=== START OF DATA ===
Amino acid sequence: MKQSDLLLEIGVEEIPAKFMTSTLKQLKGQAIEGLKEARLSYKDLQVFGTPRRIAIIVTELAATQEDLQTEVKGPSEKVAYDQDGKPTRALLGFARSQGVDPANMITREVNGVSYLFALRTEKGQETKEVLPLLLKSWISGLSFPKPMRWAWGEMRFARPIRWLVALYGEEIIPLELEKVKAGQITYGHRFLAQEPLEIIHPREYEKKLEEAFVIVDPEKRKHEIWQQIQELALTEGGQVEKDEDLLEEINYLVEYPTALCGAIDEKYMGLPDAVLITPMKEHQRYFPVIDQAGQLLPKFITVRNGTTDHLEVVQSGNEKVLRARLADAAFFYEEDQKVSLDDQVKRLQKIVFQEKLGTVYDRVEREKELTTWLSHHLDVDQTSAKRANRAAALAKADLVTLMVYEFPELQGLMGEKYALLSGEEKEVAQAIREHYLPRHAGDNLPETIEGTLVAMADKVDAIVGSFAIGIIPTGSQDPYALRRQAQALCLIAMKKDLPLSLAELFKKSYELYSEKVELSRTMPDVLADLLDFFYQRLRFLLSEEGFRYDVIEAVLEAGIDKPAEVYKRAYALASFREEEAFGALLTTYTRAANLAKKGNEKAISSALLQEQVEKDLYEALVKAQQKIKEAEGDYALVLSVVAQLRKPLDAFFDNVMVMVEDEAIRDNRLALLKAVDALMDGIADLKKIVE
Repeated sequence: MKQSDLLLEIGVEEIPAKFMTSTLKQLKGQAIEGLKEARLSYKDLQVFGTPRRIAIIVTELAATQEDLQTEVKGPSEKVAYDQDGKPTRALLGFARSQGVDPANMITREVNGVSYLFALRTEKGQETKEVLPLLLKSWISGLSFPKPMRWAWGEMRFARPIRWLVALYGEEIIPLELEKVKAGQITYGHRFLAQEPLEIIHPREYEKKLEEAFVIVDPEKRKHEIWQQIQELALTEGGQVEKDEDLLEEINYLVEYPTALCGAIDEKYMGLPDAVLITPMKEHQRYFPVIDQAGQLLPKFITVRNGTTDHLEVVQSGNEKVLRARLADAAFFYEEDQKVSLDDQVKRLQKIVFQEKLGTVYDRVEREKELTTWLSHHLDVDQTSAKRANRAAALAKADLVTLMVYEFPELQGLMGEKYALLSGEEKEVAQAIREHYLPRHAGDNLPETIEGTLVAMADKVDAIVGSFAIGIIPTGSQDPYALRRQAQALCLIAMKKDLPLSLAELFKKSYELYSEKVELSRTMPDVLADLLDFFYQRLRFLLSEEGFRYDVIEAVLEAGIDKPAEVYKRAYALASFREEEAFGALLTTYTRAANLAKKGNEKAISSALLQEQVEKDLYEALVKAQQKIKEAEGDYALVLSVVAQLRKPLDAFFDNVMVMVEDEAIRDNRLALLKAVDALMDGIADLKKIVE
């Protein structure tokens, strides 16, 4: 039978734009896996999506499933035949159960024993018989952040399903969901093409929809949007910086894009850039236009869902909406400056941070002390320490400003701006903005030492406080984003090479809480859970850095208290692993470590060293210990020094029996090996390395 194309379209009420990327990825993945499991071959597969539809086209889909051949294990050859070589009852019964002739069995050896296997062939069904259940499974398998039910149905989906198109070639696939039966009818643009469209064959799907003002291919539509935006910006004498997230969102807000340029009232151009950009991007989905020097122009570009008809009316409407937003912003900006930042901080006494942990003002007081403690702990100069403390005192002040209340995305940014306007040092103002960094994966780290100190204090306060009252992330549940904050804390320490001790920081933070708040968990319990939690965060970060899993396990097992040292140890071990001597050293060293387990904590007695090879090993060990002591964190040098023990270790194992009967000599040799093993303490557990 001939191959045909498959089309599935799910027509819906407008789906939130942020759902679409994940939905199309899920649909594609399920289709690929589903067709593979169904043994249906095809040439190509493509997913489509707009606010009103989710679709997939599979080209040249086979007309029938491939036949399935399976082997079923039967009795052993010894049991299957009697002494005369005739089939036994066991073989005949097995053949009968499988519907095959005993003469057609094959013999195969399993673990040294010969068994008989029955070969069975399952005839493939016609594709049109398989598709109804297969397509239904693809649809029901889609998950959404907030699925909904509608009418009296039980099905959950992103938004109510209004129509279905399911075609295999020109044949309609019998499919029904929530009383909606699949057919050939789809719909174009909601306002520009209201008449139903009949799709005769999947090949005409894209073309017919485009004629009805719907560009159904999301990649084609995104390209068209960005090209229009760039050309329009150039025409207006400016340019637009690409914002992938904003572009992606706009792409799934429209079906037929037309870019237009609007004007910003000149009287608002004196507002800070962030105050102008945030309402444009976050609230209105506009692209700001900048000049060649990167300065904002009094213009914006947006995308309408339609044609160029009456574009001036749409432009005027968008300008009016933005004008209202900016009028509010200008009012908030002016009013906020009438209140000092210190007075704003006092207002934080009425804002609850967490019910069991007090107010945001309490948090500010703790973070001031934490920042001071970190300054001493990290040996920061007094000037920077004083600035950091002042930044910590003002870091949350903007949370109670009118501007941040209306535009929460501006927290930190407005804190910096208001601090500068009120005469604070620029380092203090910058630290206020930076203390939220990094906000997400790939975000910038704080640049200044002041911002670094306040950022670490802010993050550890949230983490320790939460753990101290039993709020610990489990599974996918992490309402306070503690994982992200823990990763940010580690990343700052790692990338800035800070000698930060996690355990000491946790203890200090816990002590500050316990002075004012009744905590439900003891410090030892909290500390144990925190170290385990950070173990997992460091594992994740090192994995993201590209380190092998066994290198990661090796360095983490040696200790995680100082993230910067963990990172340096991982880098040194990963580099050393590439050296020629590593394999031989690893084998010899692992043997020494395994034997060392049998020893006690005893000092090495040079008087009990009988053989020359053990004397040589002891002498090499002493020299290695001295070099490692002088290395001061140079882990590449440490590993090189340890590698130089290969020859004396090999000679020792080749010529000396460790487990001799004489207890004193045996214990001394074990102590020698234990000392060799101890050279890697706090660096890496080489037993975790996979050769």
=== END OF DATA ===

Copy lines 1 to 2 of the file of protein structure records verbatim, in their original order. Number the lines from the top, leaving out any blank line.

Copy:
Amino acid sequence: MKQSDLLLEIGVEEIPAKFMTSTLKQLKGQAIEGLKEARLSYKDLQVFGTPRRIAIIVTELAATQEDLQTEVKGPSEKVAYDQDGKPTRALLGFARSQGVDPANMITREVNGVSYLFALRTEKGQETKEVLPLLLKSWISGLSFPKPMRWAWGEMRFARPIRWLVALYGEEIIPLELEKVKAGQITYGHRFLAQEPLEIIHPREYEKKLEEAFVIVDPEKRKHEIWQQIQELALTEGGQVEKDEDLLEEINYLVEYPTALCGAIDEKYMGLPDAVLITPMKEHQRYFPVIDQAGQLLPKFITVRNGTTDHLEVVQSGNEKVLRARLADAAFFYEEDQKVSLDDQVKRLQKIVFQEKLGTVYDRVEREKELTTWLSHHLDVDQTSAKRANRAAALAKADLVTLMVYEFPELQGLMGEKYALLSGEEKEVAQAIREHYLPRHAGDNLPETIEGTLVAMADKVDAIVGSFAIGIIPTGSQDPYALRRQAQALCLIAMKKDLPLSLAELFKKSYELYSEKVELSRTMPDVLADLLDFFYQRLRFLLSEEGFRYDVIEAVLEAGIDKPAEVYKRAYALASFREEEAFGALLTTYTRAANLAKKGNEKAISSALLQEQVEKDLYEALVKAQQKIKEAEGDYALVLSVVAQLRKPLDAFFDNVMVMVEDEAIRDNRLALLKAVDALMDGIADLKKIVE
Repeated sequence: MKQSDLLLEIGVEEIPAKFMTSTLKQLKGQAIEGLKEARLSYKDLQVFGTPRRIAIIVTELAATQEDLQTEVKGPSEKVAYDQDGKPTRALLGFARSQGVDPANMITREVNGVSYLFALRTEKGQETKEVLPLLLKSWISGLSFPKPMRWAWGEMRFARPIRWLVALYGEEIIPLELEKVKAGQITYGHRFLAQEPLEIIHPREYEKKLEEAFVIVDPEKRKHEIWQQIQELALTEGGQVEKDEDLLEEINYLVEYPTALCGAIDEKYMGLPDAVLITPMKEHQRYFPVIDQAGQLLPKFITVRNGTTDHLEVVQSGNEKVLRARLADAAFFYEEDQKVSLDDQVKRLQKIVFQEKLGTVYDRVEREKELTTWLSHHLDVDQTSAKRANRAAALAKADLVTLMVYEFPELQGLMGEKYALLSGEEKEVAQAIREHYLPRHAGDNLPETIEGTLVAMADKVDAIVGSFAIGIIPTGSQDPYALRRQAQALCLIAMKKDLPLSLAELFKKSYELYSEKVELSRTMPDVLADLLDFFYQRLRFLLSEEGFRYDVIEAVLEAGIDKPAEVYKRAYALASFREEEAFGALLTTYTRAANLAKKGNEKAISSALLQEQVEKDLYEALVKAQQKIKEAEGDYALVLSVVAQLRKPLDAFFDNVMVMVEDEAIRDNRLALLKAVDALMDGIADLKKIVE